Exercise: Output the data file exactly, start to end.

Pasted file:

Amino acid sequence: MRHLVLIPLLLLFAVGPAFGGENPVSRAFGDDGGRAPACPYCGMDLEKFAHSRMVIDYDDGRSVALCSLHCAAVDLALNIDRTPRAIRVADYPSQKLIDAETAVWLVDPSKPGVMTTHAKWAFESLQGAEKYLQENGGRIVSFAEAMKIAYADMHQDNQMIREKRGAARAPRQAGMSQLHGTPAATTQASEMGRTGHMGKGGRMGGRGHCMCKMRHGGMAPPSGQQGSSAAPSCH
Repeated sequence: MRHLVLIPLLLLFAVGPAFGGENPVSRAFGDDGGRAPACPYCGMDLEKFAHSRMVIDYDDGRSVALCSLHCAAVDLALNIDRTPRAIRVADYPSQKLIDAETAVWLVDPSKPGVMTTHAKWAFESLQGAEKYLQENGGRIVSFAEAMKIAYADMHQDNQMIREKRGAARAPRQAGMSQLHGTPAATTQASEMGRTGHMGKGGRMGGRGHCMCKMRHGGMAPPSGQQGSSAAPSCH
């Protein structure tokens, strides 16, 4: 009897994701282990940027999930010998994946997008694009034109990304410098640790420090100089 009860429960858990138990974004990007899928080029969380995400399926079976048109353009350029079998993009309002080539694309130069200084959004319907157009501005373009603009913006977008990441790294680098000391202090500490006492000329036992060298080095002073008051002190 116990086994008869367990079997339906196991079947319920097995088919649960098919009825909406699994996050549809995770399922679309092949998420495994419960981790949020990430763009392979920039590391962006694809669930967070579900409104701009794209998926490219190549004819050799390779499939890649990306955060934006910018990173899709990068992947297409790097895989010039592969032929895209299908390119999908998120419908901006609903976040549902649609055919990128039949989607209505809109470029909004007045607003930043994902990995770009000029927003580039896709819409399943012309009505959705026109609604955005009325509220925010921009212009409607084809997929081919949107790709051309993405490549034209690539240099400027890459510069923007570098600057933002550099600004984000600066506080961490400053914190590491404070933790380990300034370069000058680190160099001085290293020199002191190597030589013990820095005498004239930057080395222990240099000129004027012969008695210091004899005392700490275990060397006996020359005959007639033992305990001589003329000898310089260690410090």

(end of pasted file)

Amino acid sequence: MRHLVLIPLLLLFAVGPAFGGENPVSRAFGDDGGRAPACPYCGMDLEKFAHSRMVIDYDDGRSVALCSLHCAAVDLALNIDRTPRAIRVADYPSQKLIDAETAVWLVDPSKPGVMTTHAKWAFESLQGAEKYLQENGGRIVSFAEAMKIAYADMHQDNQMIREKRGAARAPRQAGMSQLHGTPAATTQASEMGRTGHMGKGGRMGGRGHCMCKMRHGGMAPPSGQQGSSAAPSCH
Repeated sequence: MRHLVLIPLLLLFAVGPAFGGENPVSRAFGDDGGRAPACPYCGMDLEKFAHSRMVIDYDDGRSVALCSLHCAAVDLALNIDRTPRAIRVADYPSQKLIDAETAVWLVDPSKPGVMTTHAKWAFESLQGAEKYLQENGGRIVSFAEAMKIAYADMHQDNQMIREKRGAARAPRQAGMSQLHGTPAATTQASEMGRTGHMGKGGRMGGRGHCMCKMRHGGMAPPSGQQGSSAAPSCH
């Protein structure tokens, strides 16, 4: 009897994701282990940027999930010998994946997008694009034109990304410098640790420090100089 009860429960858990138990974004990007899928080029969380995400399926079976048109353009350029079998993009309002080539694309130069200084959004319907157009501005373009603009913006977008990441790294680098000391202090500490006492000329036992060298080095002073008051002190 116990086994008869367990079997339906196991079947319920097995088919649960098919009825909406699994996050549809995770399922679309092949998420495994419960981790949020990430763009392979920039590391962006694809669930967070579900409104701009794209998926490219190549004819050799390779499939890649990306955060934006910018990173899709990068992947297409790097895989010039592969032929895209299908390119999908998120419908901006609903976040549902649609055919990128039949989607209505809109470029909004007045607003930043994902990995770009000029927003580039896709819409399943012309009505959705026109609604955005009325509220925010921009212009409607084809997929081919949107790709051309993405490549034209690539240099400027890459510069923007570098600057933002550099600004984000600066506080961490400053914190590491404070933790380990300034370069000058680190160099001085290293020199002191190597030589013990820095005498004239930057080395222990240099000129004027012969008695210091004899005392700490275990060397006996020359005959007639033992305990001589003329000898310089260690410090």